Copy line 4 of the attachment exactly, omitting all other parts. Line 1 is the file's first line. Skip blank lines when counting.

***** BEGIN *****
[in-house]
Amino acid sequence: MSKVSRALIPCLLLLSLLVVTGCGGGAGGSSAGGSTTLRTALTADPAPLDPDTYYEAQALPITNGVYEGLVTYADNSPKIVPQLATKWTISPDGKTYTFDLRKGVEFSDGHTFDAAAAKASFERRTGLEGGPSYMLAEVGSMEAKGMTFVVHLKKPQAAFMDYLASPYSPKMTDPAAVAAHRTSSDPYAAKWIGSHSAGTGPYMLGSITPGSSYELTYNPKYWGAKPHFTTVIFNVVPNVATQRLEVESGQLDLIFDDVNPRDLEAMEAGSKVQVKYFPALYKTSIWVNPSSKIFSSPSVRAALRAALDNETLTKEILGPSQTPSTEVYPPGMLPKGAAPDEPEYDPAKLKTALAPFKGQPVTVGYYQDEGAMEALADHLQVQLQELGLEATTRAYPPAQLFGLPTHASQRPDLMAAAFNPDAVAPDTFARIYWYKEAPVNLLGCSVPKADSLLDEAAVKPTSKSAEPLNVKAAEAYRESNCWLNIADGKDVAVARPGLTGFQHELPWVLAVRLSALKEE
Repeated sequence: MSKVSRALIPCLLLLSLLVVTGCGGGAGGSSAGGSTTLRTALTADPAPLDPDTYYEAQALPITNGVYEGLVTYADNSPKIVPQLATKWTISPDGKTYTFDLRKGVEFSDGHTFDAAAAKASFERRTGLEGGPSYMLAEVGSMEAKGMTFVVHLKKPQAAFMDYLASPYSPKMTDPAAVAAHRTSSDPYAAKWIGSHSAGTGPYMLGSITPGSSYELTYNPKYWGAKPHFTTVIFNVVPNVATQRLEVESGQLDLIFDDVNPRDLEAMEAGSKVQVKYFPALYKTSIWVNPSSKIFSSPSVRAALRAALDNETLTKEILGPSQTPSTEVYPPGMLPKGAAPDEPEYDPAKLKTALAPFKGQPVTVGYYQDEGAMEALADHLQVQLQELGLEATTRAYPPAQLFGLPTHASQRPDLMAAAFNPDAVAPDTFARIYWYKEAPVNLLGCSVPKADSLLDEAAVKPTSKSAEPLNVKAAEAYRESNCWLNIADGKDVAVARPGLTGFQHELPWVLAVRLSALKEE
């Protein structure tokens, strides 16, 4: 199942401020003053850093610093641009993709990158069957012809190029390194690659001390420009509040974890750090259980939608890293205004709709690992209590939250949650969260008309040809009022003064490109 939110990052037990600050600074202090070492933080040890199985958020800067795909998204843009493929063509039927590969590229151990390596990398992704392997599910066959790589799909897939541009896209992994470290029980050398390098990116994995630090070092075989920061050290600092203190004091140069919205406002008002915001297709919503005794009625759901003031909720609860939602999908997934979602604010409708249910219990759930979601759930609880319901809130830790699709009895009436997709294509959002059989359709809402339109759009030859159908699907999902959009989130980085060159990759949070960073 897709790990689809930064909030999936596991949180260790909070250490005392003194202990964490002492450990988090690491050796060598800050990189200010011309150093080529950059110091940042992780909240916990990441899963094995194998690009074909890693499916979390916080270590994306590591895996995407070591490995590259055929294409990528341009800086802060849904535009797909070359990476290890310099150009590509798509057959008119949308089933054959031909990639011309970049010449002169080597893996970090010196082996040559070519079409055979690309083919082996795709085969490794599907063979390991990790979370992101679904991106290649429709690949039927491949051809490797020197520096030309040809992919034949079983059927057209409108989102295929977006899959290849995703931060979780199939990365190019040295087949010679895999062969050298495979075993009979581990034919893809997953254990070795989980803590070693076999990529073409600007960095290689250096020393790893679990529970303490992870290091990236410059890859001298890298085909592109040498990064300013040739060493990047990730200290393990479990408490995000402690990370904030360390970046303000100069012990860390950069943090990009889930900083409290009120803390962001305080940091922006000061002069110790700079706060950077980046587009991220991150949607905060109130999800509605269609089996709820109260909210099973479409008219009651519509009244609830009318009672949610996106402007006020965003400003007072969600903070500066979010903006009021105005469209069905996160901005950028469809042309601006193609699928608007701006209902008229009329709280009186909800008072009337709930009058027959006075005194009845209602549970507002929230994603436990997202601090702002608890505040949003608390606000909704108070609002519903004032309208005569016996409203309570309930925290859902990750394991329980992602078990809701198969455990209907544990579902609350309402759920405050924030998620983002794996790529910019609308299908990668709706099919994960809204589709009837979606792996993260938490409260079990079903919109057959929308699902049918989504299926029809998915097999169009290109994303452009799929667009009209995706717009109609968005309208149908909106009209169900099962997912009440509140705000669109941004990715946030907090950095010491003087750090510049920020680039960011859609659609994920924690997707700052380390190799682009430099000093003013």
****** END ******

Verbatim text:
């Protein structure tokens, strides 16, 4: 199942401020003053850093610093641009993709990158069957012809190029390194690659001390420009509040974890750090259980939608890293205004709709690992209590939250949650969260008309040809009022003064490109 939110990052037990600050600074202090070492933080040890199985958020800067795909998204843009493929063509039927590969590229151990390596990398992704392997599910066959790589799909897939541009896209992994470290029980050398390098990116994995630090070092075989920061050290600092203190004091140069919205406002008002915001297709919503005794009625759901003031909720609860939602999908997934979602604010409708249910219990759930979601759930609880319901809130830790699709009895009436997709294509959002059989359709809402339109759009030859159908699907999902959009989130980085060159990759949070960073 897709790990689809930064909030999936596991949180260790909070250490005392003194202990964490002492450990988090690491050796060598800050990189200010011309150093080529950059110091940042992780909240916990990441899963094995194998690009074909890693499916979390916080270590994306590591895996995407070591490995590259055929294409990528341009800086802060849904535009797909070359990476290890310099150009590509798509057959008119949308089933054959031909990639011309970049010449002169080597893996970090010196082996040559070519079409055979690309083919082996795709085969490794599907063979390991990790979370992101679904991106290649429709690949039927491949051809490797020197520096030309040809992919034949079983059927057209409108989102295929977006899959290849995703931060979780199939990365190019040295087949010679895999062969050298495979075993009979581990034919893809997953254990070795989980803590070693076999990529073409600007960095290689250096020393790893679990529970303490992870290091990236410059890859001298890298085909592109040498990064300013040739060493990047990730200290393990479990408490995000402690990370904030360390970046303000100069012990860390950069943090990009889930900083409290009120803390962001305080940091922006000061002069110790700079706060950077980046587009991220991150949607905060109130999800509605269609089996709820109260909210099973479409008219009651519509009244609830009318009672949610996106402007006020965003400003007072969600903070500066979010903006009021105005469209069905996160901005950028469809042309601006193609699928608007701006209902008229009329709280009186909800008072009337709930009058027959006075005194009845209602549970507002929230994603436990997202601090702002608890505040949003608390606000909704108070609002519903004032309208005569016996409203309570309930925290859902990750394991329980992602078990809701198969455990209907544990579902609350309402759920405050924030998620983002794996790529910019609308299908990668709706099919994960809204589709009837979606792996993260938490409260079990079903919109057959929308699902049918989504299926029809998915097999169009290109994303452009799929667009009209995706717009109609968005309208149908909106009209169900099962997912009440509140705000669109941004990715946030907090950095010491003087750090510049920020680039960011859609659609994920924690997707700052380390190799682009430099000093003013």